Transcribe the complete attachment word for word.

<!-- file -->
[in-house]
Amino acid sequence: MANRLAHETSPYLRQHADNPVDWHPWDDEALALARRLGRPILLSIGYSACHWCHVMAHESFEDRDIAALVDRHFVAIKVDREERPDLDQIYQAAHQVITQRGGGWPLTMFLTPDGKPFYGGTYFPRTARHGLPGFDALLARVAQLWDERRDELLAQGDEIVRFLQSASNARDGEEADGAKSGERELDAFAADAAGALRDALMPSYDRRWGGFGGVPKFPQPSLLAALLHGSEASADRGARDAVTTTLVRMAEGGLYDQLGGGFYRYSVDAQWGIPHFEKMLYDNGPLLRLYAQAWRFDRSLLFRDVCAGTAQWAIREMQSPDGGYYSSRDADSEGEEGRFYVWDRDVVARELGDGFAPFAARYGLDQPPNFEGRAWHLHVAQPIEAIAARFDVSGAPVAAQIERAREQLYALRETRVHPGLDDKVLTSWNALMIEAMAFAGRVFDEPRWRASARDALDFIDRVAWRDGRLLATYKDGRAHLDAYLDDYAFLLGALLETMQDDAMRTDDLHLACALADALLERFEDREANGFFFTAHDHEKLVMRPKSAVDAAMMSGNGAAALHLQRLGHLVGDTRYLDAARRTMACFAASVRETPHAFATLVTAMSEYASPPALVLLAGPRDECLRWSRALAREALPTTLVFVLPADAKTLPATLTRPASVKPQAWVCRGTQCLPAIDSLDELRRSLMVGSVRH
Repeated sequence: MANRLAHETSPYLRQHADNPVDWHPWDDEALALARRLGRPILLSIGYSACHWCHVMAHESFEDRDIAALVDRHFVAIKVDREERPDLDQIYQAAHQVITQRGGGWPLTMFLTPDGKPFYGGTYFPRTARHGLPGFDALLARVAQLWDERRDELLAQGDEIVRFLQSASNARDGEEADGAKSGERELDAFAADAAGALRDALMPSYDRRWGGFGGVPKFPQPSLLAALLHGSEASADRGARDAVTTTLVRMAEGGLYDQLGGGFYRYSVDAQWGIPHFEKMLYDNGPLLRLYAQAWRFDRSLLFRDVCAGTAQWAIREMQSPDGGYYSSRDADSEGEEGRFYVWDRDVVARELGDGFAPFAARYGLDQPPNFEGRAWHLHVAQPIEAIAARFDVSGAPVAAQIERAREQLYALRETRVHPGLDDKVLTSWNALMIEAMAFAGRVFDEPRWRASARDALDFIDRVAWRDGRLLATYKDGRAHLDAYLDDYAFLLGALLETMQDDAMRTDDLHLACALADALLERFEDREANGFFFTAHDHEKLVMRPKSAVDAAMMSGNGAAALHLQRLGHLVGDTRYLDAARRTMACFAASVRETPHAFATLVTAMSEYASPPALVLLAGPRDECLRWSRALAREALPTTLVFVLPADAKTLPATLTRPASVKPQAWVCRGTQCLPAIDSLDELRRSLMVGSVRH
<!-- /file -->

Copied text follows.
[in-house]
Amino acid sequence: MANRLAHETSPYLRQHADNPVDWHPWDDEALALARRLGRPILLSIGYSACHWCHVMAHESFEDRDIAALVDRHFVAIKVDREERPDLDQIYQAAHQVITQRGGGWPLTMFLTPDGKPFYGGTYFPRTARHGLPGFDALLARVAQLWDERRDELLAQGDEIVRFLQSASNARDGEEADGAKSGERELDAFAADAAGALRDALMPSYDRRWGGFGGVPKFPQPSLLAALLHGSEASADRGARDAVTTTLVRMAEGGLYDQLGGGFYRYSVDAQWGIPHFEKMLYDNGPLLRLYAQAWRFDRSLLFRDVCAGTAQWAIREMQSPDGGYYSSRDADSEGEEGRFYVWDRDVVARELGDGFAPFAARYGLDQPPNFEGRAWHLHVAQPIEAIAARFDVSGAPVAAQIERAREQLYALRETRVHPGLDDKVLTSWNALMIEAMAFAGRVFDEPRWRASARDALDFIDRVAWRDGRLLATYKDGRAHLDAYLDDYAFLLGALLETMQDDAMRTDDLHLACALADALLERFEDREANGFFFTAHDHEKLVMRPKSAVDAAMMSGNGAAALHLQRLGHLVGDTRYLDAARRTMACFAASVRETPHAFATLVTAMSEYASPPALVLLAGPRDECLRWSRALAREALPTTLVFVLPADAKTLPATLTRPASVKPQAWVCRGTQCLPAIDSLDELRRSLMVGSVRH
Repeated sequence: MANRLAHETSPYLRQHADNPVDWHPWDDEALALARRLGRPILLSIGYSACHWCHVMAHESFEDRDIAALVDRHFVAIKVDREERPDLDQIYQAAHQVITQRGGGWPLTMFLTPDGKPFYGGTYFPRTARHGLPGFDALLARVAQLWDERRDELLAQGDEIVRFLQSASNARDGEEADGAKSGERELDAFAADAAGALRDALMPSYDRRWGGFGGVPKFPQPSLLAALLHGSEASADRGARDAVTTTLVRMAEGGLYDQLGGGFYRYSVDAQWGIPHFEKMLYDNGPLLRLYAQAWRFDRSLLFRDVCAGTAQWAIREMQSPDGGYYSSRDADSEGEEGRFYVWDRDVVARELGDGFAPFAARYGLDQPPNFEGRAWHLHVAQPIEAIAARFDVSGAPVAAQIERAREQLYALRETRVHPGLDDKVLTSWNALMIEAMAFAGRVFDEPRWRASARDALDFIDRVAWRDGRLLATYKDGRAHLDAYLDDYAFLLGALLETMQDDAMRTDDLHLACALADALLERFEDREANGFFFTAHDHEKLVMRPKSAVDAAMMSGNGAAALHLQRLGHLVGDTRYLDAARRTMACFAASVRETPHAFATLVTAMSEYASPPALVLLAGPRDECLRWSRALAREALPTTLVFVLPADAKTLPATLTRPASVKPQAWVCRGTQCLPAIDSLDELRRSLMVGSVRH